The Netherlands / Monument
The monument was erected in memory of the estimated 66 British soldiers of the Lock Force who were killed (24), wounded (30) or missing (12) in action between early December 1944 and late February 1945.
Although British troops had liberated the area on the western bank of the river Meuse in North and Central Limburg around the beginning of December 1944, the lock island of Osen near Heel, which is also located west of the Meuse, remained in German hands until the end of February 1945. This was due to local geographic conditions. The Meuse makes a wide bend between Linne and Roermond, also known as the Lus van Linne (“Loop of Linne”). In connection with the canalisation of the Meuse, the meander was cut off in the 1920s and a lock and weir were constructed. From a strategic point of view, it was much more efficient for the German defenders to defend the short lock canal than the kilometres-long Meuse bend, with the result that the British encountered stiff resistance precisely here. Nevertheless, the lockhouses were captured at the beginning of December 1944. While the Germans were no more than a 'canal width' away, a so-called lock force took the newly acquired position. In such situation, troops could only be relieved after dark. That stalemate did not change until 26 February 1945, when German troops were finally ousted from their small, mine-strewn bridgehead.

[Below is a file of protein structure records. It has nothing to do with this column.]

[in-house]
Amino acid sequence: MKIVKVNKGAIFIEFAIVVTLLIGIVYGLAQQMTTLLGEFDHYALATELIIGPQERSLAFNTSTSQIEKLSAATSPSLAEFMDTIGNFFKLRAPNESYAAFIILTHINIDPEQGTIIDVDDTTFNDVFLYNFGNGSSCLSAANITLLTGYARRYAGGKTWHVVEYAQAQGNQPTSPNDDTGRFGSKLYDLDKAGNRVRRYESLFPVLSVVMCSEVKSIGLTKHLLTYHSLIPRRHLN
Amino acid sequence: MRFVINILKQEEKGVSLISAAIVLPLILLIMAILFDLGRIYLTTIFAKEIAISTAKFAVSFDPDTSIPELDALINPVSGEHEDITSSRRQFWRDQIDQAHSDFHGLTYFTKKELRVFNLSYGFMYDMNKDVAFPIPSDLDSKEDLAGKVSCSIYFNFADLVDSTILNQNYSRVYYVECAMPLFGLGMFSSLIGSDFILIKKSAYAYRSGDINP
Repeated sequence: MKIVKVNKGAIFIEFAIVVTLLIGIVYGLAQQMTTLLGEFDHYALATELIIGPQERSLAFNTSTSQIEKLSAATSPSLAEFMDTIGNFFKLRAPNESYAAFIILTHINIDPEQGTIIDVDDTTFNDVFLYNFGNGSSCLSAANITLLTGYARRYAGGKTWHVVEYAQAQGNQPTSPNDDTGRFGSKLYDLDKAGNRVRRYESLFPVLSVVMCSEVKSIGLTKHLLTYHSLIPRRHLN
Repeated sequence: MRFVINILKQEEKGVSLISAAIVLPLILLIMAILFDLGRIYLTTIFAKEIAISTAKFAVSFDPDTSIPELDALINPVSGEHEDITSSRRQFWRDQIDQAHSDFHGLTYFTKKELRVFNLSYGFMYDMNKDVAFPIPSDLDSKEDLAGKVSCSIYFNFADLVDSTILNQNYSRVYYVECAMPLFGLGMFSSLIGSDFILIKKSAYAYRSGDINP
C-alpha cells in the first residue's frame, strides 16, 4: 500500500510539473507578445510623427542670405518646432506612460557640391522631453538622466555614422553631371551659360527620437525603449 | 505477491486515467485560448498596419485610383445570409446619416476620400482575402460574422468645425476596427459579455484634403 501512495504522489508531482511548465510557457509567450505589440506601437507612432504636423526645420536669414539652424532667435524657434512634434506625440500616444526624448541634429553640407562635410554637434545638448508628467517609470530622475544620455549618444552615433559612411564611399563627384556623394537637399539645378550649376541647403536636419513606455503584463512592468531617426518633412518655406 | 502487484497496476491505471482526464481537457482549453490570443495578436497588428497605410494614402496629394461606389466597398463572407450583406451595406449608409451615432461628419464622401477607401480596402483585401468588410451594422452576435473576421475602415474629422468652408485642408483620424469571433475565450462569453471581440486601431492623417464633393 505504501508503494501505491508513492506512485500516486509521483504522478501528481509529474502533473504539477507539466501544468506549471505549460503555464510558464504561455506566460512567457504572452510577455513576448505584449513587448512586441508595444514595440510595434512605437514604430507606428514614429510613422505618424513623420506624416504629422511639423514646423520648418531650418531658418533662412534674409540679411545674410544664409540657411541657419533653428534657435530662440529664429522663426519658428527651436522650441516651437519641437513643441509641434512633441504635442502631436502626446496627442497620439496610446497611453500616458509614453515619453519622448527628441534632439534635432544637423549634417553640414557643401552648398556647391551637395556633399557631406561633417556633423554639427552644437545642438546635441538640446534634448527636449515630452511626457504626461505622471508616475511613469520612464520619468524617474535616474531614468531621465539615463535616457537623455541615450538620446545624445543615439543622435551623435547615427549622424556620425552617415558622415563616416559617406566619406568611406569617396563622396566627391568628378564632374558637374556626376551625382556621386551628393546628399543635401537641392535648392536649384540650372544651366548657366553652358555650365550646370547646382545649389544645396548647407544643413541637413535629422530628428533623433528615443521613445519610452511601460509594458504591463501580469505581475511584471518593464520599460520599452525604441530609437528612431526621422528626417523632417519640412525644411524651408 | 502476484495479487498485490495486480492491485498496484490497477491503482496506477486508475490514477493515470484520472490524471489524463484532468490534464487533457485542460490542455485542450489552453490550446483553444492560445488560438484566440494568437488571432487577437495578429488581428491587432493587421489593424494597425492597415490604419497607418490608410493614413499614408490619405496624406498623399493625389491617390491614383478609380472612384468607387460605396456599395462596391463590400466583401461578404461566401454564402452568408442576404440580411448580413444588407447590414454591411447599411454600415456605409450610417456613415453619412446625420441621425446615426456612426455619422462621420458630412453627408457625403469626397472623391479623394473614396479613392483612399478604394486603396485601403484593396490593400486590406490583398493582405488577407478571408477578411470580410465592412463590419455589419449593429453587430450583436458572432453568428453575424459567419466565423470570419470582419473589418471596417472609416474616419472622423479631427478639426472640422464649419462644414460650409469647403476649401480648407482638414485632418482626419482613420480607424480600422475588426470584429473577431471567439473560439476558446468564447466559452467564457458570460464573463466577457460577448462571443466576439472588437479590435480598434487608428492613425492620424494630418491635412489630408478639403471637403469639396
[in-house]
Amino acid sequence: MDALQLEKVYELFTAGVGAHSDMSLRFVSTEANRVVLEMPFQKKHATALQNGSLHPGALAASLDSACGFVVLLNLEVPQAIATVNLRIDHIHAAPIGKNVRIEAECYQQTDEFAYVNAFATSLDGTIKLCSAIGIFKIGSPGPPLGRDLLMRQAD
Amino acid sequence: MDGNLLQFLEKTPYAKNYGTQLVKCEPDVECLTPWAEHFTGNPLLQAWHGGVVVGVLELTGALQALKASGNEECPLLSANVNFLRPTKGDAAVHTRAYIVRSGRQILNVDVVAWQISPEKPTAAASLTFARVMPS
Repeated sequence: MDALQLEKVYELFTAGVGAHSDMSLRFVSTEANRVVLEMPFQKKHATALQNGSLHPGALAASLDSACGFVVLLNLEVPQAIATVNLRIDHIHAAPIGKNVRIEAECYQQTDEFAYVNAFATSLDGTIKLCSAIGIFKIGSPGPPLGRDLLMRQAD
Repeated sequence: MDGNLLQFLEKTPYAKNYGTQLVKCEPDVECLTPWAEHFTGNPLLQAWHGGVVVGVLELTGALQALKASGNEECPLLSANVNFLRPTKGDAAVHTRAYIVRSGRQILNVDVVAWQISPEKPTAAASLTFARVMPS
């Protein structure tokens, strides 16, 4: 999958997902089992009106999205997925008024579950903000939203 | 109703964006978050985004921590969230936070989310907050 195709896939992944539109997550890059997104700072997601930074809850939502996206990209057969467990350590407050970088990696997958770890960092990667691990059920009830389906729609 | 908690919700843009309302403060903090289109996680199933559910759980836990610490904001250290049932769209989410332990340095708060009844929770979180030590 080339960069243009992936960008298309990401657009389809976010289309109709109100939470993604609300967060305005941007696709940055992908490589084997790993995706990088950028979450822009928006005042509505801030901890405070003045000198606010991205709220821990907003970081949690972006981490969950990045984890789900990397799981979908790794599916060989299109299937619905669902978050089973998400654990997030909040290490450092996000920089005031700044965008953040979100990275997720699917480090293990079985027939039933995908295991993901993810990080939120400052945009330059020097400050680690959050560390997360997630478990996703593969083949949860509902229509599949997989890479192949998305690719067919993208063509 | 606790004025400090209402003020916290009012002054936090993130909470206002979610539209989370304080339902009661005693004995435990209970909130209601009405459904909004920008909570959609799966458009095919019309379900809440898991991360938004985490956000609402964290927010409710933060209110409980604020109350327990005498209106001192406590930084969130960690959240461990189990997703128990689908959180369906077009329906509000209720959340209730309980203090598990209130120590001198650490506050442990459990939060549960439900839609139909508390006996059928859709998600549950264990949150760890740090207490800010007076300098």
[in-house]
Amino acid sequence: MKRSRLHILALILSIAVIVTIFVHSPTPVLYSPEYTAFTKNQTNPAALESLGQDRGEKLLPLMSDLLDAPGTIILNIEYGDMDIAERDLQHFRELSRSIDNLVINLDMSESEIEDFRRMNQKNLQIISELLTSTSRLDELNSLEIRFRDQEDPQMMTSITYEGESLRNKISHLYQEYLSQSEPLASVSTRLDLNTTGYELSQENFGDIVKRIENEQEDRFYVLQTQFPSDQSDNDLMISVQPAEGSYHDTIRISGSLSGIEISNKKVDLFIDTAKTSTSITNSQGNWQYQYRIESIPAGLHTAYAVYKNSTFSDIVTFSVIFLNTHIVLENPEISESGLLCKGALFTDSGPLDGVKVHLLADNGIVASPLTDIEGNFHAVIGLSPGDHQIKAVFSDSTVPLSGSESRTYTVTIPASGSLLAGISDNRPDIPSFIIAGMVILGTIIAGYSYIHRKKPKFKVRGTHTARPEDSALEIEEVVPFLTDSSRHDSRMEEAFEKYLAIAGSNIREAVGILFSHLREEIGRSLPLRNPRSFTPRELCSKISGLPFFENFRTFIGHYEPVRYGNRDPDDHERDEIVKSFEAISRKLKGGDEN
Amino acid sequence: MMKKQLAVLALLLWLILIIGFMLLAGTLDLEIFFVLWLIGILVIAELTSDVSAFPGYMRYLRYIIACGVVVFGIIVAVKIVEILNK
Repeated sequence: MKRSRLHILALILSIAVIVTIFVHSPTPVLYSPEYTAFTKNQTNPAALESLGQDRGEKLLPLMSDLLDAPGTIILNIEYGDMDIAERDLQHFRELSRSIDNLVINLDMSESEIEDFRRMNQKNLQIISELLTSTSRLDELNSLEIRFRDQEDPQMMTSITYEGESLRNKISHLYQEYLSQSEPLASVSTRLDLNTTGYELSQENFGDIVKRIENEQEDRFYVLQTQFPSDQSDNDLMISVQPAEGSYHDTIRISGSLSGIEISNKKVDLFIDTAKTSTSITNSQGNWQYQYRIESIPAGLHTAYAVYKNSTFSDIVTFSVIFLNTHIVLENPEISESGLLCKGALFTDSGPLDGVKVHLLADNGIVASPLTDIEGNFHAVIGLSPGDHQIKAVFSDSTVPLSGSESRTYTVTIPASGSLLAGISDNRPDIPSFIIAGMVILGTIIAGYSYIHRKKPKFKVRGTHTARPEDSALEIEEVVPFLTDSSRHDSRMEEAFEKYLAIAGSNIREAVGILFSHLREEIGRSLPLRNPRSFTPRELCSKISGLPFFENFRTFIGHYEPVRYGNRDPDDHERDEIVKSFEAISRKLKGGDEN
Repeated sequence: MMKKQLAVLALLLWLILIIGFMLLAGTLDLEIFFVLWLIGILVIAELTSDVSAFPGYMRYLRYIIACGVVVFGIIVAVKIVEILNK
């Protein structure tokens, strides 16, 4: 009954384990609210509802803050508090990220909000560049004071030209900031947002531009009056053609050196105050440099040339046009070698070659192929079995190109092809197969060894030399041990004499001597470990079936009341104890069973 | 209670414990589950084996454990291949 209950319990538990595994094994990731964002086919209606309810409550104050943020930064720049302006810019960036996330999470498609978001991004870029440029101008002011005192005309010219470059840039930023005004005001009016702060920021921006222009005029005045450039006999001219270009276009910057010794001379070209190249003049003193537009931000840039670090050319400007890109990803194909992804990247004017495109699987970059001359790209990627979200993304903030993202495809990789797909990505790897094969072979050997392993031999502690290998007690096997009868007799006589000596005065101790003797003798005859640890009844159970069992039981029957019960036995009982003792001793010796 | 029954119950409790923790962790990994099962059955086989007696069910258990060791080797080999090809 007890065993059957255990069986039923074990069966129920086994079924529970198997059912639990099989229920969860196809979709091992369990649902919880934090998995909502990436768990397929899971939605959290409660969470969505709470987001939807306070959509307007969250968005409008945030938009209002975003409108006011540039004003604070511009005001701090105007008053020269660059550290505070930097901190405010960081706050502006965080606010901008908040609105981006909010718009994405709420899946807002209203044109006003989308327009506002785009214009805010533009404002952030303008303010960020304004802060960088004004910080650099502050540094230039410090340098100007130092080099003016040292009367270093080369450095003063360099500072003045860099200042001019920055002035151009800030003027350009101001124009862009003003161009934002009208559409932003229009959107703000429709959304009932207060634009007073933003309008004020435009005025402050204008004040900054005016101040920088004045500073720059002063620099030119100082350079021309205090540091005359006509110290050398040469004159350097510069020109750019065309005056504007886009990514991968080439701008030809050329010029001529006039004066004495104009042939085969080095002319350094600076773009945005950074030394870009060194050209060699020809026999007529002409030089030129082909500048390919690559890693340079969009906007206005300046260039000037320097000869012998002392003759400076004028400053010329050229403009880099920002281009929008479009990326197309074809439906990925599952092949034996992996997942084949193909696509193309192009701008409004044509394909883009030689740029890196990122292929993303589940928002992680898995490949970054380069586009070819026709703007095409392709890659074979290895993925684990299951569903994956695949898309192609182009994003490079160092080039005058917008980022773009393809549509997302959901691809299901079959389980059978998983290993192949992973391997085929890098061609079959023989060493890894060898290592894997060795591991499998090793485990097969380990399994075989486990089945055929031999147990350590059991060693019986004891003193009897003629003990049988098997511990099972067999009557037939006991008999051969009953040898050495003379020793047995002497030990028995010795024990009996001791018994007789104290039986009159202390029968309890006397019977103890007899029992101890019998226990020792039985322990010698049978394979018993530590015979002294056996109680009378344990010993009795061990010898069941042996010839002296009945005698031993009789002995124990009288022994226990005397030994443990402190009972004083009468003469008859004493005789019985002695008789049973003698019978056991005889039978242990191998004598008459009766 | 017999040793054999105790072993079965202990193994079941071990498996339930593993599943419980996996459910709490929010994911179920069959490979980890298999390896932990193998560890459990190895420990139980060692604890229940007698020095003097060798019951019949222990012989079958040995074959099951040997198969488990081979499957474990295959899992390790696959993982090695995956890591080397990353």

One of the lockhouses at Sluisweg 4/5 has been preserved. Traces of the battle can still be seen in the wall. In the post-war years, the environment of the lock island has changed beyond recognition due to gravel extraction and the digging of the Lateraal Canal.